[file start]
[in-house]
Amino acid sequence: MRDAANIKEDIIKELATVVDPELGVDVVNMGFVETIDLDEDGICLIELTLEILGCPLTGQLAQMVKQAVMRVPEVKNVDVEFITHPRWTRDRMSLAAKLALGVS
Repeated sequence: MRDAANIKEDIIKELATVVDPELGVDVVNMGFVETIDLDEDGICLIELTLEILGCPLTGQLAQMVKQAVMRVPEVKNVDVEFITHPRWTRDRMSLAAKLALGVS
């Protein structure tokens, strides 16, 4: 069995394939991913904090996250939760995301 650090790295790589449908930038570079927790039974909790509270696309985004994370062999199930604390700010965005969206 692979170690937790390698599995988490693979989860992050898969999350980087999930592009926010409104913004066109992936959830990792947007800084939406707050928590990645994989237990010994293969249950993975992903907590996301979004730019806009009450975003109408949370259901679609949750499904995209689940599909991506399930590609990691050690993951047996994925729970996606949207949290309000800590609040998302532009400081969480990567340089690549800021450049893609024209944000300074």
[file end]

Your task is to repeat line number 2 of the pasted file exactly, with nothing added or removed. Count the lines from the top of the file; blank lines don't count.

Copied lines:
Amino acid sequence: MRDAANIKEDIIKELATVVDPELGVDVVNMGFVETIDLDEDGICLIELTLEILGCPLTGQLAQMVKQAVMRVPEVKNVDVEFITHPRWTRDRMSLAAKLALGVS